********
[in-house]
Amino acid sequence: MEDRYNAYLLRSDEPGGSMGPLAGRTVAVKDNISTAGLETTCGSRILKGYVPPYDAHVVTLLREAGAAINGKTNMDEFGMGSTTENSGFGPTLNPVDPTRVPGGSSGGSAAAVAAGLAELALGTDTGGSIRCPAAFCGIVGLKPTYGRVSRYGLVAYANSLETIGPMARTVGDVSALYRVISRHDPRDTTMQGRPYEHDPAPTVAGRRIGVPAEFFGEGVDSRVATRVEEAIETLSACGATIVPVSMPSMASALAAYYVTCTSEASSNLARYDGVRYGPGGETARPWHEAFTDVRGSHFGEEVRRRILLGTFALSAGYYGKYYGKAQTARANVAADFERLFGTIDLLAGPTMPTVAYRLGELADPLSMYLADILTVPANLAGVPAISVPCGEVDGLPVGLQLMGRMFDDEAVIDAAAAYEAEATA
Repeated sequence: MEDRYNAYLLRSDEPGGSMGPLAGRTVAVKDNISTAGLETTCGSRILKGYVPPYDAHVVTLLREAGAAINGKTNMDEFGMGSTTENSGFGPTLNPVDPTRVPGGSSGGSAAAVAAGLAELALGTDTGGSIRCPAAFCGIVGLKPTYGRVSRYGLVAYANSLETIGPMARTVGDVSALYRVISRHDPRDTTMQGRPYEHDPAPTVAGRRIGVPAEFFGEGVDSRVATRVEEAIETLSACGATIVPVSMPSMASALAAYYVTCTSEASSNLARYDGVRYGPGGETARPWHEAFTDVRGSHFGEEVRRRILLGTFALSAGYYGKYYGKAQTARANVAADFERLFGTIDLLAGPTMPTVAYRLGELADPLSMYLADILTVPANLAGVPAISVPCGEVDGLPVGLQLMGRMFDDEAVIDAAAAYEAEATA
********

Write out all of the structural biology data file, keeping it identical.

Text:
[in-house]
Amino acid sequence: MEDRYNAYLLRSDEPGGSMGPLAGRTVAVKDNISTAGLETTCGSRILKGYVPPYDAHVVTLLREAGAAINGKTNMDEFGMGSTTENSGFGPTLNPVDPTRVPGGSSGGSAAAVAAGLAELALGTDTGGSIRCPAAFCGIVGLKPTYGRVSRYGLVAYANSLETIGPMARTVGDVSALYRVISRHDPRDTTMQGRPYEHDPAPTVAGRRIGVPAEFFGEGVDSRVATRVEEAIETLSACGATIVPVSMPSMASALAAYYVTCTSEASSNLARYDGVRYGPGGETARPWHEAFTDVRGSHFGEEVRRRILLGTFALSAGYYGKYYGKAQTARANVAADFERLFGTIDLLAGPTMPTVAYRLGELADPLSMYLADILTVPANLAGVPAISVPCGEVDGLPVGLQLMGRMFDDEAVIDAAAAYEAEATA
Repeated sequence: MEDRYNAYLLRSDEPGGSMGPLAGRTVAVKDNISTAGLETTCGSRILKGYVPPYDAHVVTLLREAGAAINGKTNMDEFGMGSTTENSGFGPTLNPVDPTRVPGGSSGGSAAAVAAGLAELALGTDTGGSIRCPAAFCGIVGLKPTYGRVSRYGLVAYANSLETIGPMARTVGDVSALYRVISRHDPRDTTMQGRPYEHDPAPTVAGRRIGVPAEFFGEGVDSRVATRVEEAIETLSACGATIVPVSMPSMASALAAYYVTCTSEASSNLARYDGVRYGPGGETARPWHEAFTDVRGSHFGEEVRRRILLGTFALSAGYYGKYYGKAQTARANVAADFERLFGTIDLLAGPTMPTVAYRLGELADPLSMYLADILTVPANLAGVPAISVPCGEVDGLPVGLQLMGRMFDDEAVIDAAAAYEAEATA